Puppy Savvy Video Lesson: The Animal Game

This game teaches impressive self-control for both dogs and kids, conditions the dog to calmly enjoy the erratic movements and surprise sounds that kids make, and it’s just plain fun!

The goal of the Animal Game is to have the dog feel confident and nonchalant about sounds and behaviors generated by kids. The kids learn that in general they should behave quietly around the dog, unless it’s time for the Animal Game. The coach can even teach the kids to respond to the cue, “Animals, stop!” if the children are starting to get wild (during the game or otherwise).

To play this game, the child acts out an animal and the kid-canine coach rewards the dog for maintaining a sit. The coach should also reward ear flicks and head turns toward the child. Those mean the dog is noticing the child’s activity; when kid activity becomes a tip-off for treat delivery, you have created a positive emotional association between noticing the kids and feeling calm and happy. (You’ll notice the dog in the video automatically turns back to the adult when he notices the kids doing something, that is how automatic the association has become for him.) Start indoors and on-leash to stack things in everyone’s favor.

The kids should choose from low-key animals at first, like a beetle or a turtle. They can work up to more movement or sounds by choosing from animals like butterflies or monkeys. At first the coach should cue the animal helper to act sleepy or purr softly, but they can work up to cuing the child to roar and leap. Start with kids standing virtually still, then moving nearby, then moving around the dog. By increasing the challenge gradually, you help the dog stay calm and help the kids focus on their task and not be too obsessed with the dog.

Should the dog get up from the sit position without being released by you, it just means he needs more practice with a slightly easier challenge. So ask the “animals” to stop. Then ask the dog to sit again (no treat). Cue the kid(s) to act out an easier version (further away, less movement, and/or quieter voices) of what they had just been doing and reward the dog heartily for staying still and relaxed. Keep sessions under 5 minutes and take little breaks throughout.

Work up to playing in locations where jumping up has been a challenge for the dog, such as where kids enter the house or yard. In the Advanced version shown in the video, you will see a couple of ideas for helping the dog feel at ease with kids running up from behind or running all around him. Notice the kid-canine coach sets them all up for success by setting boundaries for the kids, such as using a stick as a  landmark to run to, or creating a circle to stay outside of.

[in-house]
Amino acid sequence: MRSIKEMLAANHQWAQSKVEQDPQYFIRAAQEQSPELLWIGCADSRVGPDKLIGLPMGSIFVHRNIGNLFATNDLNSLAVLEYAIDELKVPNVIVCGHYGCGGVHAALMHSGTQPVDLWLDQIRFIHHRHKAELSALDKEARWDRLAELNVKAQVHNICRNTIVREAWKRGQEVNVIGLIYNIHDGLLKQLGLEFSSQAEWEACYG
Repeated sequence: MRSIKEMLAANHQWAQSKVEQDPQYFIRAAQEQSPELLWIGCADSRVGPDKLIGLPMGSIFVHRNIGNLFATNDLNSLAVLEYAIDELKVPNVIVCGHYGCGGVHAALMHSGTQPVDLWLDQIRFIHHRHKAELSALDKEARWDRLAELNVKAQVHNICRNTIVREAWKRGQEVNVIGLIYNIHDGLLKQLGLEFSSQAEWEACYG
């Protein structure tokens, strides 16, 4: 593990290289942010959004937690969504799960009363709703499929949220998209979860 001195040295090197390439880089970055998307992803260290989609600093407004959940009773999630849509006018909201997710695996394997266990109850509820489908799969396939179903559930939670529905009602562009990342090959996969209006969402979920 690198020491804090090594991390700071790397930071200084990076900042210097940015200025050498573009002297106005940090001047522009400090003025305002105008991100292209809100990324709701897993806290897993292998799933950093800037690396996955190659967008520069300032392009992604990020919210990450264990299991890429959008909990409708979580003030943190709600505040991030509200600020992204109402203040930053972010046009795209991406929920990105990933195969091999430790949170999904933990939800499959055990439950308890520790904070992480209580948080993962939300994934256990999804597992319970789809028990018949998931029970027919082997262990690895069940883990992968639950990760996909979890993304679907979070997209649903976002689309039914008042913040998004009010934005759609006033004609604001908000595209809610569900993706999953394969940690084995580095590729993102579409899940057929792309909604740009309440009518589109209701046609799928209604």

What do you see in the video would be challenging for your dog or child? What kinds of movements or sounds would bother your dog enough for him or her to pop up out of the sit position? How else might your dog let you know something was too difficult or stressful for him?

Many thanks to beautiful Xander, whose heart is as ginormous as he is, and to his wonderful people and their friends for taking his feelings into account when training. This was a field test for the instructions they read for the Animal Game in Puppy Savvy; they had no instruction from me before we filmed and I think they all did a fantastic job!

How to Catch a Dog With the Gotcha Game

LogoanRecallThe Gotcha Game is for you if you want your dog to come all the way to you when you call. If you’ve ever been frustrated that your dog heads towards you, but then stays just out of reach, playing this game correctly should solve that. And if you’d like to make sure your dog is comfortable having anyone grab him or her by the collar, start playing the Gotcha Game. Here it is in three quick steps to accompany the detailed instructions in Puppy Savvy. You’ll also find tips for Bold and Bashful puppies there. (Works for grown dogs, too!)

Notice how I touch the puppy underhand instead of reaching over hand or over his head. Most dogs do not enjoy patting on top of the head and may back away or avoid coming all the way to you. Notice also in Step III how I lavish praise on the pup for quite a long time for coming to me. Be generous and your puppy will want to come close and stick with you.

Many thanks to Sandi and the delightful Logan. (Don’t miss his adorable prairie dog impersonation in this clip.)

Puppy Savvy Video Lesson: Body Handling Step III

Today I offer you the third of three videos on how to teach your pup to feel comfortable with being touched. Notice how much more at ease the puppy is with me grabbing his tail, ears and reaching over his head after simply completing Steps I and II